Tuesday, September 24, 2013

Banned Book Week in Oregon continues: In which Harper Lee has a suggestion for the Hanover County School Board

It began badly for the HCSB:
The Hanover County School Board got more than it bargained for after deciding to censor Harper Lee's classic novel of Southern race relations, To Kill a Mockingbird. The novel, decried as "immoral" and "improper," was removed from the shelves of county school libraries by unanimous vote in 1966. In response, the Richmond News Leader offered to send free copies of the book to the first 50 school children who requested a copy. These books were paid for out of the Beadle Bumble Fund, a newspaper fund taking its name from the memorable character in Dickens' Oliver Twist and formed for the purpose of "redressing the stupidities of public officials." All 50 copies were given away.
And let me note parenthetically that if The Oregonian, Oregon's four-day-a-week newspaper of record, had a Beadle Bumble Fund (which also paid the fines of those the News Leader's editor considered victims of “despots on the bench”), I might consider resubscribing. Moving on:

Sadly for the decency-lovin' guardians of Virginian morality, the unexpected publicity of this case brought to light the awkward fact that over the years the state board of education had arbitrarily, and without public notice, prevented thousands of books from being placed on the approved reading list for public schools – the word “censorship,” in its most blameworthy sense, is entirely appropriate.

And back in Hanover County, Virginia, things weren't getting any better for the school board. The following letter soon appeared in The News Leader:
Monroeville, Alabama
January, 1966

Editor, The News Leader:

Recently I have received echoes down this way of the Hanover County School Board's activities, and what I've heard makes me wonder if any of its members can read.

Surely it is plain to the simplest intelligence that "To Kill a Mockingbird" spells out in words of seldom more than two syllables a code of honor and conduct, Christian in its ethic, that is the heritage of all Southerners. To hear that the novel is "immoral" has made me count the years between now and 1984, for I have yet to come across a better example of doublethink.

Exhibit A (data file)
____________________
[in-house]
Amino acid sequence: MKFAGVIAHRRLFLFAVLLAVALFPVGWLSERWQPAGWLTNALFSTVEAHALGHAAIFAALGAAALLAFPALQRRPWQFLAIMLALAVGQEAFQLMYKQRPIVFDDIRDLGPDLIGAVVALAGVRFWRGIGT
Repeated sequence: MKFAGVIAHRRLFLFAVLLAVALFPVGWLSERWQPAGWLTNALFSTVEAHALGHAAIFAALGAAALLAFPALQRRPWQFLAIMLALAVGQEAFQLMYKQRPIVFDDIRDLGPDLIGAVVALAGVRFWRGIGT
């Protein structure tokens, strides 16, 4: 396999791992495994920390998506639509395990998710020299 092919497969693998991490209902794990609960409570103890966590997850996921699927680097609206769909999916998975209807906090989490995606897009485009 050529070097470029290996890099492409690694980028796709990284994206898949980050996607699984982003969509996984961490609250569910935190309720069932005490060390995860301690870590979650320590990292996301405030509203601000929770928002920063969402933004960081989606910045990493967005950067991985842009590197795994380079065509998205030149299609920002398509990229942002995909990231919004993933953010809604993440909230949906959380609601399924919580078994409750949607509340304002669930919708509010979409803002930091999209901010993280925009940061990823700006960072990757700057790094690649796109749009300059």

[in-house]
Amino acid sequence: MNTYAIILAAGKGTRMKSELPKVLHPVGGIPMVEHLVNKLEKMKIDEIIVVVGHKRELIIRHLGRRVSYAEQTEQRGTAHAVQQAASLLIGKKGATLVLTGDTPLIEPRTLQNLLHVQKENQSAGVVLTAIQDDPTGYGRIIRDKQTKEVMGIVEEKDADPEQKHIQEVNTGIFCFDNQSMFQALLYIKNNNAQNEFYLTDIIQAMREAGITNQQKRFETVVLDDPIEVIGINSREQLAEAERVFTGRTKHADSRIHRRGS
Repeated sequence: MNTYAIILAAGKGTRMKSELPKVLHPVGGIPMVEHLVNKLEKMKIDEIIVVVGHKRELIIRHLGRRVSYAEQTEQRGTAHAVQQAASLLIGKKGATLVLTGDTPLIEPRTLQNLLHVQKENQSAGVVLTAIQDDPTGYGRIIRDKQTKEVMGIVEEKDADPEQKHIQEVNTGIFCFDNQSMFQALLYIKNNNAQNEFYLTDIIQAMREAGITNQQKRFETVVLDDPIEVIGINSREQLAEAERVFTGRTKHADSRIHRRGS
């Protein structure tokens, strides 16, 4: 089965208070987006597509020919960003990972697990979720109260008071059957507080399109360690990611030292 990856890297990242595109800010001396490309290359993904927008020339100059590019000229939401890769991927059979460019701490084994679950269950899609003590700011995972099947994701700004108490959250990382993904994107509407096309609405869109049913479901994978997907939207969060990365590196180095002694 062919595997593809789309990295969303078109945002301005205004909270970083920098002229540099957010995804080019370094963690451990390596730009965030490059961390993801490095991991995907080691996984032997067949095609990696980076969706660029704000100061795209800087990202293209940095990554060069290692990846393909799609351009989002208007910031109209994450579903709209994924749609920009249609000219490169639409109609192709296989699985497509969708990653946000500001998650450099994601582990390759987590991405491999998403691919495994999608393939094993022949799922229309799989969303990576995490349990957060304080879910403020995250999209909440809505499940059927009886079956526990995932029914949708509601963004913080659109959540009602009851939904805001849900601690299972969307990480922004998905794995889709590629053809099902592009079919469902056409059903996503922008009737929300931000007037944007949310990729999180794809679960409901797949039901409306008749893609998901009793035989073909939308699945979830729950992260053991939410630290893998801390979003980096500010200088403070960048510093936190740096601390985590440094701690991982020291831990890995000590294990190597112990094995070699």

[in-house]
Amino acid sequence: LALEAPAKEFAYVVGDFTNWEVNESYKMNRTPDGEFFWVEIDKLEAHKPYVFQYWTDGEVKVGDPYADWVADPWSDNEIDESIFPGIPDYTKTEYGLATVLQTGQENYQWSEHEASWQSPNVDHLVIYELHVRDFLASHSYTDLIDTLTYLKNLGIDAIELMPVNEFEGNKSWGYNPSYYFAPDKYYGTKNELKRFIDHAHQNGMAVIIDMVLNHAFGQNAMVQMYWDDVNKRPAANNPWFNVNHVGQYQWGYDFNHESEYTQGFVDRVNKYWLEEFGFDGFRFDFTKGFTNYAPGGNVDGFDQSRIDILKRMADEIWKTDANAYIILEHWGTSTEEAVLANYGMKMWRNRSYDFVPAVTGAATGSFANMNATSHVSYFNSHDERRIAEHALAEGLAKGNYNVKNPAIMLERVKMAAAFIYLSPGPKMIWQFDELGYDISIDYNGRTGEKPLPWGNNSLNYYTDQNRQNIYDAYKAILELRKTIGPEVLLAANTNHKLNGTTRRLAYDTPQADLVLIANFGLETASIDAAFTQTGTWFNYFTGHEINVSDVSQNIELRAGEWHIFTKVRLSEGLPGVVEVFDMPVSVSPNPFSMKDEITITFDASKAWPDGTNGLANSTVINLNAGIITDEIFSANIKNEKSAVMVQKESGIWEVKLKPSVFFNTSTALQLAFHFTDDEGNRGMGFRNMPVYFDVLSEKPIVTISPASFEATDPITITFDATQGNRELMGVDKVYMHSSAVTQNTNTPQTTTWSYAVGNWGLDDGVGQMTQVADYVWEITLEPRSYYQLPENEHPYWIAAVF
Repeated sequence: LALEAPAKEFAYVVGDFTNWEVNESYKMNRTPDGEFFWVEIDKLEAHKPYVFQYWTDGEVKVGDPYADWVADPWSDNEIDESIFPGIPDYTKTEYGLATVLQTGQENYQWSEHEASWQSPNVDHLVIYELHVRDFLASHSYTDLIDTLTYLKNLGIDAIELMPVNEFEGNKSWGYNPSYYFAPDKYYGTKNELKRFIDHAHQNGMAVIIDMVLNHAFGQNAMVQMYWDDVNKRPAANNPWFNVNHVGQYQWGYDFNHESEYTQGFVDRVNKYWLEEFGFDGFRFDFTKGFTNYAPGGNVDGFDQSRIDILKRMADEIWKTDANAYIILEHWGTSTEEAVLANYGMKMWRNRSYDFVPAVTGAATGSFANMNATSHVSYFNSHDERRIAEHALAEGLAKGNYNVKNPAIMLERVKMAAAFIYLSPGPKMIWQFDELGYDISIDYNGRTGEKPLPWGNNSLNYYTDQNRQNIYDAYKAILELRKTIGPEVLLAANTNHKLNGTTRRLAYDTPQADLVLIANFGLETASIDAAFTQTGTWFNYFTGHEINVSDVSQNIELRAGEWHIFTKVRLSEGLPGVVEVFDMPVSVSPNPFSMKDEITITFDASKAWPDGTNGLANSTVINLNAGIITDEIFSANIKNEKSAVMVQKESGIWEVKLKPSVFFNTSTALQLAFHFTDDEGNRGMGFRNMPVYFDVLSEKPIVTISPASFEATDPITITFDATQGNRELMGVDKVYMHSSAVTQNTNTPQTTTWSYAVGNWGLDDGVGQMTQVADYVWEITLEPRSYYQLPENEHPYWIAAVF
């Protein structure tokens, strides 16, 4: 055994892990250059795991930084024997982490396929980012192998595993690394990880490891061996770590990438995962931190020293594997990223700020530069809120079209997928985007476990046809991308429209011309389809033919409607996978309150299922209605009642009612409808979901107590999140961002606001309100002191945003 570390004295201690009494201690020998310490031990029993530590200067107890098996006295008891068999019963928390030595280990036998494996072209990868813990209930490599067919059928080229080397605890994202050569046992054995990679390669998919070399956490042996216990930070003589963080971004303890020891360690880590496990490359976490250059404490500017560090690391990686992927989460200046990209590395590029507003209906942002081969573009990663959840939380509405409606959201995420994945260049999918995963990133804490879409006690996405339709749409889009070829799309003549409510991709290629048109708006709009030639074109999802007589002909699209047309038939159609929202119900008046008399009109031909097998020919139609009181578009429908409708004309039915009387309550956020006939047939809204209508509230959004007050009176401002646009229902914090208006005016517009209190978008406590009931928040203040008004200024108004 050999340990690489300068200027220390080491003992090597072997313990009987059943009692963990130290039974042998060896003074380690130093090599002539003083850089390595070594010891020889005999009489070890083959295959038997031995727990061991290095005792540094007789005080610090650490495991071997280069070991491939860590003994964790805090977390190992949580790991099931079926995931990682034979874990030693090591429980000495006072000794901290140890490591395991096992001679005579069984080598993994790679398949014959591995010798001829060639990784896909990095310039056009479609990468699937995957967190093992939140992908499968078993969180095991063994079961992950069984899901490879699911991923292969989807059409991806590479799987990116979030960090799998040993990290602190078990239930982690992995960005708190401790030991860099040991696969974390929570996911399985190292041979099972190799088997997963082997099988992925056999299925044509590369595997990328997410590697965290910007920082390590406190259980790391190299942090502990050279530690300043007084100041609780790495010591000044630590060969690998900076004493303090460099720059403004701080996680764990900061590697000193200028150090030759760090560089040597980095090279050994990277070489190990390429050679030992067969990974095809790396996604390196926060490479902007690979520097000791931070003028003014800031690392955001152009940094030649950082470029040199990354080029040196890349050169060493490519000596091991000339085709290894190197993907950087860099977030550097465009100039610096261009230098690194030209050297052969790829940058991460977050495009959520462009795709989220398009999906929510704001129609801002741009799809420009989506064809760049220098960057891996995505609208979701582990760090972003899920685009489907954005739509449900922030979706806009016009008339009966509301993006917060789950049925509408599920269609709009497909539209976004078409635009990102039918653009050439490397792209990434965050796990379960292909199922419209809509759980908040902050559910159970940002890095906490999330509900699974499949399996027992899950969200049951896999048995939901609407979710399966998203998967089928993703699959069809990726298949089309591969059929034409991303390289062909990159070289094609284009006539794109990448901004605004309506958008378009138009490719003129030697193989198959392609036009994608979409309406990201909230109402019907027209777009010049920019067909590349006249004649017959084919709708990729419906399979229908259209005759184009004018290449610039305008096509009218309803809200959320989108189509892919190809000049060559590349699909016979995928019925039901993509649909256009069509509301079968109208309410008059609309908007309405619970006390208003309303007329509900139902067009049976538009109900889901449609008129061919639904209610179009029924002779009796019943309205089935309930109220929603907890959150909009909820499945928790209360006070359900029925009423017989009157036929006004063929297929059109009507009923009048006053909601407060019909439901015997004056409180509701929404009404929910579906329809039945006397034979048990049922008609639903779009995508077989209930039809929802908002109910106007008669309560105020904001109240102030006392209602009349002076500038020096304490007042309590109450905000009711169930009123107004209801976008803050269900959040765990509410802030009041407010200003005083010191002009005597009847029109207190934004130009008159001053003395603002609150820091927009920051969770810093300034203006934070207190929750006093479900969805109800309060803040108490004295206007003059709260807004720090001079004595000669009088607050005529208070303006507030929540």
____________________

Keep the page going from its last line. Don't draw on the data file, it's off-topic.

I feel, however, that the problem is one of illiteracy, not Marxism. Therefore I enclose a small contribution to the Beadle Bumble Fund that I hope will be used to enroll the Hanover County School Board in any first grade of its choice.

Harper Lee

Thereby reaffirming this blog's long-held belief that the best weapon against attacks on free expression is more free expression.

The Hanover County School Board eventually rescinded its ban on To Kill a Mockingbird.


watercarrier4diogenes said...

But... but... what about the rest of those 'thousands' of books they surreptitiously banned??? Anybody got a list?

Nothstine said...

Watercarrier4diogenes! It's been too long. Hope all's well.

As for your question, I imagine you're teasing a little, but I did wonder about it myself.

I suspect the answer is lost to years of bad file keeping by the VA board of education. After all, if it wasn't important enough to mention, would it be important enough to file?

I thought about checking the archives for the Richmond News Leader, but that paper folded in 1992. Pity.

watercarrier4diogenes said...

Detroit's proving that it's too expensive to store even the good ones, especially if they're a special collection of important (and no doubt, rare)books on African-American history.

And yeah, I wuz just bein' a tad snarky. Too bad about the News Leader folding back in '92. I wonder if they saw the present-day home-town newspaper situation coming. (/snark)

Nothstine said...

The Detroit story just broke my heart. I know there are people who would have rented a van and put it all in storage or SOMETHING just to avoid what happened . . .

I'd love to win the lottery and be able to piss people off by doing things like rescuing rare books on African American history.

watercarrier4diogenes said...

I've had very similar lottery dreams. The kids are all educated now, and I don't need a lot to survive nicely on, 'cept maybe a bit more travel money. The rest, I could raise a lot of hell and eyebrows with. 8^)